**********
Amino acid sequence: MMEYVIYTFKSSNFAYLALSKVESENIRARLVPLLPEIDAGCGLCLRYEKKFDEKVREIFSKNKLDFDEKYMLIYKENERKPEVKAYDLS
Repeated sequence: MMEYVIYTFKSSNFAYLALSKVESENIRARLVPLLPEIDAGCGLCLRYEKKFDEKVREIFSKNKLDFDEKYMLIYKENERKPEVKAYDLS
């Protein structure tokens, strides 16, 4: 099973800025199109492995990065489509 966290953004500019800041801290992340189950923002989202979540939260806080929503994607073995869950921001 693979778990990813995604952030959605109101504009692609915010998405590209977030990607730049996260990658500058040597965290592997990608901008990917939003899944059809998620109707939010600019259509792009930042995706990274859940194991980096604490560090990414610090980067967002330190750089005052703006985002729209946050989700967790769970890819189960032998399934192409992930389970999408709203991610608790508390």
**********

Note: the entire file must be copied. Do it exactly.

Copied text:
Amino acid sequence: MMEYVIYTFKSSNFAYLALSKVESENIRARLVPLLPEIDAGCGLCLRYEKKFDEKVREIFSKNKLDFDEKYMLIYKENERKPEVKAYDLS
Repeated sequence: MMEYVIYTFKSSNFAYLALSKVESENIRARLVPLLPEIDAGCGLCLRYEKKFDEKVREIFSKNKLDFDEKYMLIYKENERKPEVKAYDLS
């Protein structure tokens, strides 16, 4: 099973800025199109492995990065489509 966290953004500019800041801290992340189950923002989202979540939260806080929503994607073995869950921001 693979778990990813995604952030959605109101504009692609915010998405590209977030990607730049996260990658500058040597965290592997990608901008990917939003899944059809998620109707939010600019259509792009930042995706990274859940194991980096604490560090990414610090980067967002330190750089005052703006985002729209946050989700967790769970890819189960032998399934192409992930389970999408709203991610608790508390």